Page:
So, throughout Church history, Jesus’ followers have usually avoided such lines of thought. Instead, like the church in Antioch, they have got on with the job. They have visited the prisoners, cared for the wounded, welcomed the strangers, fed the hungry. And they have tended the sick. In most past ages that has been done day and night, in good times and bad, in the Black Death and the Bubonic Plague, in war and peace, in the slums of the city and the isolated farmhouses. Clergy and laity alike have done it, at considerable and often fatal risk to themselves. The urge to meet the Lord Himself in the faces of the needy – in accordance with Matthew 25 – has always been strong.

When the present pandemic began to take hold, a passage from the writings of Martin Luther went the rounds on the internet, with Luther’s usual combination of down-to-earth wisdom and practical piety. Luther faced several plagues in Wittenberg and elsewhere in the 1520s and 1530s, and in his letters to church and civic leaders he insisted that preachers and pastors should remain at their posts: as good shepherds, they should be prepared to lay down their lives for their sheep. Likewise civic and family leaders should only flee from a plague if they had made proper provision for the safety of those left behind. He offers advice which sounds as relevant today as it was five hundred years ago. Plagues, he says, may perhaps be messengers from God; but the right approach should be practical as well as faithful. This, he says, is how one should think to oneself:

With God’s permission the enemy has sent poison and deadly dung among us, and so I will pray to God that He may be gracious and preserve us. Then I will fumigate to purify the air, give and take medicine, and avoid places and persons where I am not needed in order that I may not abuse myself and that through me others may not be infected and inflamed with the result that I become the cause of their death through my negligence. If God wishes to take me, He will be able to find me. At least I have done what He gave me to do and am responsible neither for my own death nor for the death of others. But if my neighbour needs me, I shall avoid neither person nor place but feel free to visit and help him. ~ Luther: Letters of Spiritual Counsel, ed. T. G. Tappert (London: SCM Press, 1955), 242, from a letter of 1527.

There is a gritty wisdom at the heart of this. Luther clearly believed that the ‘normal’ course of action was for a Christian to stay and help, rather than run away, when a plague strikes a district.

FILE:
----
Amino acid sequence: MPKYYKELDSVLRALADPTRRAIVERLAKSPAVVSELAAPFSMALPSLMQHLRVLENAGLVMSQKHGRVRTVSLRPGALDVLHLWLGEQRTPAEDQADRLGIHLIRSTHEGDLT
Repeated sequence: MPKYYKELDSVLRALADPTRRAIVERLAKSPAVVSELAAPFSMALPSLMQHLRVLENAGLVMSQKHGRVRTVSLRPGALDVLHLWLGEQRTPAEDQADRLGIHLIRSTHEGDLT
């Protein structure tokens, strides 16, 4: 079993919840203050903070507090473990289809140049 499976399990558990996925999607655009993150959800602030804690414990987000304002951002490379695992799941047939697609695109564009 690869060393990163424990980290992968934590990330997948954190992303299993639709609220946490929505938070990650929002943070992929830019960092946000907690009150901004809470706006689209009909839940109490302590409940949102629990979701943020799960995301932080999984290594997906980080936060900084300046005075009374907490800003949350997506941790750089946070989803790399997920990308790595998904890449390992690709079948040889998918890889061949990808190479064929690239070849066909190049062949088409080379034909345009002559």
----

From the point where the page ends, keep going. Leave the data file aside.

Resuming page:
Yet he knew, even in the days before people understood how germs and viruses worked, that it was quite possible for a well-meaning person to make matters worse. We today know that only too well: someone may carry, and transmit, the Covid-19 virus without knowing they have it. So the natural inclination of a Jesus-follower, to obey Jesus’ call to go and help at the place of danger, even at the risk of one’s own life, looks rather different when that apparently heroic action might easily make matters worse. The generous one-dimensional desire to be a hero, to ‘do the right thing’, needs to be rounded out with the equally generous willingness to restrain apparent heroism when it might itself bring disaster.

Yet this cannot become an excuse for doing nothing. Out of lament must come fresh action. At the very least, clergy (properly trained, authorized and protectively clothed) must be allowed to attend the sick and dying. If, as sometimes seems to be the case, secular doctors suppose that such ministry is superfluous, this must be challenged at every level. As we thank God that in the last two or three centuries the long-term calling of the Church to bring healing and hope has been shared in the wider secular world, we must work with the medical profession, not least to ensure a fully rounded, fully human approach. This applies particularly when people are near the point of death; the hospice movement of the last fifty years has been largely a Christian innovation, privately funded, witnessing to a hope that secular medicine has sometimes ignored.

The call to Jesus’ followers, then, as they confront their own doubts and those of the world through tears and from behind locked doors, is to be sign-producers for God’s Kingdom.

We are to set up signposts – actions, symbols, not just words – which speak, like Jesus’ signs, of new creation: of healing for the sick, of food for the hungry, and so on. This means things like running food banks, working in homeless shelters, volunteering to help those visiting relatives in prisons, and so on. These can be rewarding tasks but they, and all similar things, are also demanding. For them we will need, as Mary, Thomas and the disciples in the upper room needed, the living presence of Jesus, and the powerful breath of His Spirit. That is what we are promised.

Excerpted with permission from God and the Pandemic by N. T. Wright, copyright Tom Wright.

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Your Turn

In case of doubt, tears, and understandable fears, our call as believers is to ‘do good to all people, especially those of the household of faith’, to be sign-producers for the Kingdom of God. We don’t have any more control over this pandemic than the people of centuries past. But God is the same and our mission is the same. And, He is with us! Come share your thoughts with us on our blog. We want to hear from you! ~ Devotionals Daily

N.T. Wright

Wright is an English New Testament scholar, Pauline theologian, and retired Anglican bishop. The author of over seventy books, Wright is highly regarded in academic and theological circles for his "Christian Origins and the Question of God" series.